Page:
The residents of Lawrenceville share a distant kinship with the children who would have settled here with their cots and footlockers and three changes of clothing. People here know something about desperation. They know what it is to feel powerless, to be at the mercy of things beyond one’s control.
Lawrenceville is a rural community, lovely in the embrace of lush tobacco fields. It is, as many rural communities are, as many poor communities are, full of people who both depend upon government and are deeply suspicious of it. It is a community where one in three residents lives in poverty, where unemployment is consistently running at higher rates than the state and country.
Downtown is empty and the church pews are full and Lawrenceville is dying one shuttered storefront at a time. It fades with every young person who leaves seeking something else, something more. It withers for the lack of jobs, for decent pay, for the want of a stronger tax base, from the inability to transition from its glory days as an agricultural marketplace.
“Dying on its feet,” says Constance Kelly-Rice, the former chief clerk of the circuit court and a St. Paul’s College alumna.
What about us, came the plaintive, angry cry that night. What about our children?
So it is that the same man who says the vitriol on display reminded him of the backlash against integration, will also say: “I feel sorry for them, they’re children and they’re lost, but I don’t want them here. We need to take care of our own house before we take care of others.”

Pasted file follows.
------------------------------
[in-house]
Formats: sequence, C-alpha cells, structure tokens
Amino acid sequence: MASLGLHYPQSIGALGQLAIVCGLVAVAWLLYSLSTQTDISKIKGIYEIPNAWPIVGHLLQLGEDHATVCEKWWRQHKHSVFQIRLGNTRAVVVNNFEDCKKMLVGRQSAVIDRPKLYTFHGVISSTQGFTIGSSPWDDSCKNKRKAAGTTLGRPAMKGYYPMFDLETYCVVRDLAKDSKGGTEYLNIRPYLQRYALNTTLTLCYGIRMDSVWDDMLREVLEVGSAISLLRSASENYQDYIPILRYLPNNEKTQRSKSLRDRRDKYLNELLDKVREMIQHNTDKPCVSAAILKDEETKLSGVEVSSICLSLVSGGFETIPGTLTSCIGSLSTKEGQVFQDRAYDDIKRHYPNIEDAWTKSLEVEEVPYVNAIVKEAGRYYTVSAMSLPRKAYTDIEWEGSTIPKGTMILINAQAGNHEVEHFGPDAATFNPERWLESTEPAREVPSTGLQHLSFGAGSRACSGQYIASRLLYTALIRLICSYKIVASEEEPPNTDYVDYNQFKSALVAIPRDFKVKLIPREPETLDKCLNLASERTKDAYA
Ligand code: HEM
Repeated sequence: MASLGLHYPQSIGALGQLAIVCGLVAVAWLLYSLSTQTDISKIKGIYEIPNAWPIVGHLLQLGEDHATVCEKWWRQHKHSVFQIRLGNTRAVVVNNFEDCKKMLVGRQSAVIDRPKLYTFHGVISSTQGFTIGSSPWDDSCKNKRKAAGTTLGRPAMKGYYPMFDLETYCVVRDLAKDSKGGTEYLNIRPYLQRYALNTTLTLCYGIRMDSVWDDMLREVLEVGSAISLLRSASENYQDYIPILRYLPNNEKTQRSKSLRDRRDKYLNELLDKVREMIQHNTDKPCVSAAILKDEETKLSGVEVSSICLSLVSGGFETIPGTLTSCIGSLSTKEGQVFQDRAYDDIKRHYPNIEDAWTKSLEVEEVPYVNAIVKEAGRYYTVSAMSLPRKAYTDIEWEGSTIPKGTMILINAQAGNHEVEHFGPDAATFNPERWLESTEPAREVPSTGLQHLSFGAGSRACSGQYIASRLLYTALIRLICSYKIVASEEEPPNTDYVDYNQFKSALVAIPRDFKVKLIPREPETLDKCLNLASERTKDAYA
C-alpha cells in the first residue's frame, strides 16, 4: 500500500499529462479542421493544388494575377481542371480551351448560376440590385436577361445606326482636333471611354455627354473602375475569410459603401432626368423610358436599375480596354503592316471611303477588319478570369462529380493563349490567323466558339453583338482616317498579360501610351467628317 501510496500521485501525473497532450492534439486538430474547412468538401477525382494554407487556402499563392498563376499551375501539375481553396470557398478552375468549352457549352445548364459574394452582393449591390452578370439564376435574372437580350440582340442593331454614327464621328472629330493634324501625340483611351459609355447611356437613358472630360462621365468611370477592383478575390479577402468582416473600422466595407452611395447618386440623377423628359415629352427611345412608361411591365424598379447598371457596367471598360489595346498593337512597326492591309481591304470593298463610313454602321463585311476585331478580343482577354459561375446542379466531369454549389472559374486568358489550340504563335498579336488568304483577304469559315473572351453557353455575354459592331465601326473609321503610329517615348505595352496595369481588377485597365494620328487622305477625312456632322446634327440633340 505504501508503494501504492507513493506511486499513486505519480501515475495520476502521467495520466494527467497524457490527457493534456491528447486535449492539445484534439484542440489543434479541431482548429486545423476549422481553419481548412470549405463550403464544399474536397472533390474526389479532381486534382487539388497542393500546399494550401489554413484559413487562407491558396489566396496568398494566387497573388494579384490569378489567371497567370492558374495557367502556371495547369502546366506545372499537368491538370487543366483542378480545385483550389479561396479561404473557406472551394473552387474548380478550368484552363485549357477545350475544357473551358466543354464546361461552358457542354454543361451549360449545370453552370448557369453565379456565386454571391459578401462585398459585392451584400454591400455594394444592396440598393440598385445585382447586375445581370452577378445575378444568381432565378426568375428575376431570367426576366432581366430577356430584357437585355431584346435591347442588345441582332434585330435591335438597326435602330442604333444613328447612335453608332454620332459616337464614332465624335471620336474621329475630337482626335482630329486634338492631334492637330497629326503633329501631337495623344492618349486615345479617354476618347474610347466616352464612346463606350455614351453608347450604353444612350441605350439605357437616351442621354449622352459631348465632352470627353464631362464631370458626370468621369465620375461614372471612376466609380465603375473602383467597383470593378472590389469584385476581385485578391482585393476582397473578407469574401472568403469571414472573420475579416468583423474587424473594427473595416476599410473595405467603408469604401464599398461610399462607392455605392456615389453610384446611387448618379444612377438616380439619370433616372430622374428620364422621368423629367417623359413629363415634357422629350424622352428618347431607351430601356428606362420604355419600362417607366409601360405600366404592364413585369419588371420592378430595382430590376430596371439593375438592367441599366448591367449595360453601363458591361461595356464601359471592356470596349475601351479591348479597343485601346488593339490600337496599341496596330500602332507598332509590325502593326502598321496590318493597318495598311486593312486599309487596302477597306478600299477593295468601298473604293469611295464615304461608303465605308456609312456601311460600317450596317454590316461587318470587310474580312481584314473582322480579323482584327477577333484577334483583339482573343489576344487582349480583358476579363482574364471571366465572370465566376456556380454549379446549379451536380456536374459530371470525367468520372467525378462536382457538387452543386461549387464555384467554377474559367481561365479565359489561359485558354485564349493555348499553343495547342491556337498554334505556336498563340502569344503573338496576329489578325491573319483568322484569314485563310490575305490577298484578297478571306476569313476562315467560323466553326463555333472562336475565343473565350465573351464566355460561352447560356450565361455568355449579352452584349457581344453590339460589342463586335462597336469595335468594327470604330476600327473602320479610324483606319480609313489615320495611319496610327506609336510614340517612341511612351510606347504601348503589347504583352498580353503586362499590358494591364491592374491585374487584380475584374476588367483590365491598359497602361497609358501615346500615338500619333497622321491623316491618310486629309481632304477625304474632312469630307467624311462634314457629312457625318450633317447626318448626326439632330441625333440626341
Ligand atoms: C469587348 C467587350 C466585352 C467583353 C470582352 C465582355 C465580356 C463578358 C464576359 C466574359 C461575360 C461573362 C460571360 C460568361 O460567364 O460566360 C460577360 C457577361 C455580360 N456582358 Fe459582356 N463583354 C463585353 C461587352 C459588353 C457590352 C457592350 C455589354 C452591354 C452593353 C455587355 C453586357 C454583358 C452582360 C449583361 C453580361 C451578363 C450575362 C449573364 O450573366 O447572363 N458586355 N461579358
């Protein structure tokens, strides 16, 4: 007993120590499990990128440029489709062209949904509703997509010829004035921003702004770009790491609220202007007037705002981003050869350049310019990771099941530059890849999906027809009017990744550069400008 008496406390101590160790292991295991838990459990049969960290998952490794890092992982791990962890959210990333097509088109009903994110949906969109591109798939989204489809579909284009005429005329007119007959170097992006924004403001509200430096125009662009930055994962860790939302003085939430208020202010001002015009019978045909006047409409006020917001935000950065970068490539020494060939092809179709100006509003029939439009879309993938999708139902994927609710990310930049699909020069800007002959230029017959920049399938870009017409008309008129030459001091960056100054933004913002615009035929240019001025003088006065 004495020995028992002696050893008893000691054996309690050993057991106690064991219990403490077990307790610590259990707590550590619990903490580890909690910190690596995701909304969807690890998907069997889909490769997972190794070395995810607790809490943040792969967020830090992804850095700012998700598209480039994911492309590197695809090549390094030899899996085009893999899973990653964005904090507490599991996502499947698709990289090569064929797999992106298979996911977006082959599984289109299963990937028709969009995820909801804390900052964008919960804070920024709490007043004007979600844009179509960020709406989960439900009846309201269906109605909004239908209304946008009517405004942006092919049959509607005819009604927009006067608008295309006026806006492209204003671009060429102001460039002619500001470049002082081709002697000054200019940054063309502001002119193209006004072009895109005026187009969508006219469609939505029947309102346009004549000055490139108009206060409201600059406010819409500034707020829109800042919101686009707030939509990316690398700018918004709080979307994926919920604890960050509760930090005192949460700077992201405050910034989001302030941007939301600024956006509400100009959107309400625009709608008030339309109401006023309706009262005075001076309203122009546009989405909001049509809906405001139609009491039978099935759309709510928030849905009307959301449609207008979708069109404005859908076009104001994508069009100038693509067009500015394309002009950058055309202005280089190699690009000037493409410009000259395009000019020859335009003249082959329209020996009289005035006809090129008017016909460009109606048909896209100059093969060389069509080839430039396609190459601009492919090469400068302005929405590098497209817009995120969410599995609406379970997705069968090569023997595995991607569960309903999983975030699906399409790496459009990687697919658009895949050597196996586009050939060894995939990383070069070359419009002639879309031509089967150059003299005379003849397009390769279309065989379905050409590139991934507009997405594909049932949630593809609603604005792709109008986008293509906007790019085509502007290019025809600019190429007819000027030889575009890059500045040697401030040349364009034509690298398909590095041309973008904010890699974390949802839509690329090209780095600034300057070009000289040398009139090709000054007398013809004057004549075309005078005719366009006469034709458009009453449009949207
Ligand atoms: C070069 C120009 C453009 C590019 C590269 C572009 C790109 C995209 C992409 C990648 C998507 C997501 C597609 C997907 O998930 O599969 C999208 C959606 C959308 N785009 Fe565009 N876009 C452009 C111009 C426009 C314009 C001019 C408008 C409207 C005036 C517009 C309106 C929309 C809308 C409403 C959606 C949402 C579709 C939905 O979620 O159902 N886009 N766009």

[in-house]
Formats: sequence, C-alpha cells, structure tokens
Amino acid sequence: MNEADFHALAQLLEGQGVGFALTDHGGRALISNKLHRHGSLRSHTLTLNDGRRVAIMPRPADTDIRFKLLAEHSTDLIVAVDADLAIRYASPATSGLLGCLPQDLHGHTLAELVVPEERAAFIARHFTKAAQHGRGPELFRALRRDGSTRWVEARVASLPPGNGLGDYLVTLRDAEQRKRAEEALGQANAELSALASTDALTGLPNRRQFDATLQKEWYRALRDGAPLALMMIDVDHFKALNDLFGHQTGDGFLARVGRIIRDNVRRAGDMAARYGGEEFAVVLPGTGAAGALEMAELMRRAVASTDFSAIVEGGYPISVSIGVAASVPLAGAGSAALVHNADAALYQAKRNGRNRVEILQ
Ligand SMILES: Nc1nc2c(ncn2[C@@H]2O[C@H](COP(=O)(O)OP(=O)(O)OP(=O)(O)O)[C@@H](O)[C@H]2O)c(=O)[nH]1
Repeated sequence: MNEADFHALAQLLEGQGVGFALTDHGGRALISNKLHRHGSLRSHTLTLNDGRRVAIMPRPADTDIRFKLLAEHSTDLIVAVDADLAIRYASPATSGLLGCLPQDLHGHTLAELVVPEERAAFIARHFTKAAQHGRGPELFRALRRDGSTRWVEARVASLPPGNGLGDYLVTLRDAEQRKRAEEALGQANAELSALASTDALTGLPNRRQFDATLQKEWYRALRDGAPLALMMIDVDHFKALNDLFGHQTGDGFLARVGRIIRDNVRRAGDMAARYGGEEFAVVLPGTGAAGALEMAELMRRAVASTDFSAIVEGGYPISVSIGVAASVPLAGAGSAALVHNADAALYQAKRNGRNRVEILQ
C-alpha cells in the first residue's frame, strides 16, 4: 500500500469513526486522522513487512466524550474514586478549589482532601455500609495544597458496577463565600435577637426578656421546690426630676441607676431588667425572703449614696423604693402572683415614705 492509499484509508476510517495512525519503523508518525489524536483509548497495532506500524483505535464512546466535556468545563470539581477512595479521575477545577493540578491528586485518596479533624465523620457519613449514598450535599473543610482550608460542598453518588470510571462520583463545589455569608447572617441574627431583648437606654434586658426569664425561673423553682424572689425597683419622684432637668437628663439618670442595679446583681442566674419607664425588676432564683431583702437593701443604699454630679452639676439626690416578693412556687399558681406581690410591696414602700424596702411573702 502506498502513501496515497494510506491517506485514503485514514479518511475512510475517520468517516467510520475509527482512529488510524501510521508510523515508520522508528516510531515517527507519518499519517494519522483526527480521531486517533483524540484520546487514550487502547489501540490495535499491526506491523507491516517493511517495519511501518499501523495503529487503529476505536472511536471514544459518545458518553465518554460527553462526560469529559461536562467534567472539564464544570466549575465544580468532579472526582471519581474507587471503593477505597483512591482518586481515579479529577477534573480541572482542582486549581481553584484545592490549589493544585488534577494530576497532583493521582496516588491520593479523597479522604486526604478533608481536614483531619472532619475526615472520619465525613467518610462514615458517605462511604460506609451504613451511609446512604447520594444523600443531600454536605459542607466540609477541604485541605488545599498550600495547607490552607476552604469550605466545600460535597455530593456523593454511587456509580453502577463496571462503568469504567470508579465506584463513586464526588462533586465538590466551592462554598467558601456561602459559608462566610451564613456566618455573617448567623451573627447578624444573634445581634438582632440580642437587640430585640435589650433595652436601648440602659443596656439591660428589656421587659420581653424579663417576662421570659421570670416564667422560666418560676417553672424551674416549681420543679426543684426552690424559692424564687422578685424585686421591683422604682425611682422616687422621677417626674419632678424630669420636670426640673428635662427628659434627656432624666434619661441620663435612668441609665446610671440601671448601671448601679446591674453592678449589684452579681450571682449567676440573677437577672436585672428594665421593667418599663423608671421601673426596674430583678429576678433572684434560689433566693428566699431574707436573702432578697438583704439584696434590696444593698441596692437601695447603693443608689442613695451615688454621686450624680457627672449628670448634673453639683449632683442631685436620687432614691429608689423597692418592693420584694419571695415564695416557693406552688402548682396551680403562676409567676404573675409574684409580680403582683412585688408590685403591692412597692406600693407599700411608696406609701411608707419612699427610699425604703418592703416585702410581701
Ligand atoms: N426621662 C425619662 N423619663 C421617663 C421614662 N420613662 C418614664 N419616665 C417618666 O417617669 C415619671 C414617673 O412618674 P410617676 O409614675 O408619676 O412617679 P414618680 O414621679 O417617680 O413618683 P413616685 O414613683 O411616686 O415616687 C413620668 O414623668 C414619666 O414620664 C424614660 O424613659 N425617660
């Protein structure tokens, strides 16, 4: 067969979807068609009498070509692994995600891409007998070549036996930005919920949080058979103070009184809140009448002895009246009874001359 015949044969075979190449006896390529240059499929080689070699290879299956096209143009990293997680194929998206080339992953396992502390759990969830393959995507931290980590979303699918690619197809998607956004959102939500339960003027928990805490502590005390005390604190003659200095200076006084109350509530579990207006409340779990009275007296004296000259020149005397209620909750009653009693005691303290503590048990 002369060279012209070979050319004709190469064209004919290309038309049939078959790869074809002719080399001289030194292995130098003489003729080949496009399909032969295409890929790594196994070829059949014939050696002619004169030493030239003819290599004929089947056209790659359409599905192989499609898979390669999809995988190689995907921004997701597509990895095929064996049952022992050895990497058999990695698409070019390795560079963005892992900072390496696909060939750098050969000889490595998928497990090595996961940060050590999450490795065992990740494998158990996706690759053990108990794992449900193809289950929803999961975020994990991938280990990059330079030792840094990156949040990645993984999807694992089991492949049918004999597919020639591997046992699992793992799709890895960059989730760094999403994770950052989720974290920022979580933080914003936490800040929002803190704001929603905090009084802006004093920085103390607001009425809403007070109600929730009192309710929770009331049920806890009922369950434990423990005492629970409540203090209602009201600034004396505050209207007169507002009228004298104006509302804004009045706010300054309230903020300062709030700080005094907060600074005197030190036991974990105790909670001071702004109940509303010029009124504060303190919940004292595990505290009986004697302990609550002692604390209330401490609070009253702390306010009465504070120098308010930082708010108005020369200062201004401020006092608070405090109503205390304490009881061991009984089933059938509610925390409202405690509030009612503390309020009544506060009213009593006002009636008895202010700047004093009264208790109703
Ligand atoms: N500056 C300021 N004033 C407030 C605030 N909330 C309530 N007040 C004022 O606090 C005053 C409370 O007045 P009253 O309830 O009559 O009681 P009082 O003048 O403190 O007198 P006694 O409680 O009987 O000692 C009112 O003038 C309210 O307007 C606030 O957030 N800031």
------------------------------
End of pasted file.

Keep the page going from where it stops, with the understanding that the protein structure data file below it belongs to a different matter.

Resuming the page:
In the days that follow, there are recriminations.
“Do y’all really want to be known as child-haters?” someone asks City Councilwoman Joyce Bland. She is a mother, grandmother, great-grandmother and she sits on her sun porch, children everywhere, the recollection alone of that question cutting her to the quick.
Kelly-Rice fires off a letter to the editor, livid the town interjected itself into what she saw as a private contract between the government and a private school on private land. The lease, renewable every six months, could have helped the town, she writes. It could have helped the college that produced much of what remains of this town’s black middle class. Fellow supporters, silent at the meeting, call her to thank her.
Speculation arises that many of the people at the meeting were outsiders, activists who fomented open-mindedness into outrage. Not so, says Sheriff Brian K. Roberts, who raised the alarm and called the town meeting. The feds, with their failure to consult town and county officials before signing a lease with St. Paul’s, with their ever-evolving, but still vague answers to legitimate questions, did that all on their own, he says. Had federal officials done everything right, the outcome might have been the same, townspeople tend to agree, but the heat never would have been as hot had the town not felt blindsided.
“I wanted so much to remain open-minded and I tried,” Roberts says, “but they had to go and convince me they’re still the same idiots.”
Residents now greet the sheriff as hero or instigator.
In the days that follow, the president of the college, Peter Stith, sits in his near-empty office with its grand wood paneling and smell of mildew and laments the loss of what he believed was “a win-win” for everyone. He writes a check for $200 to the volunteer fire rescue chief who complained at the meeting that the squad had purchased a ladder truck for the college and never received a donation in return. The government quickly reimburses the college the $15,000 it had already spent trying to get the place ready for the children.
Stith will say he’s not giving up. He’s calling the mayor, the town manager, the sheriff, the county supervisors to see what it might take to get the feds to reconsider. And if that fails, he says, and no one swoops in to buy the college, he’ll ask the Board of Trustees to auction off the furniture. The bank will take over and the eight remaining staff members will lock up the doors and leave.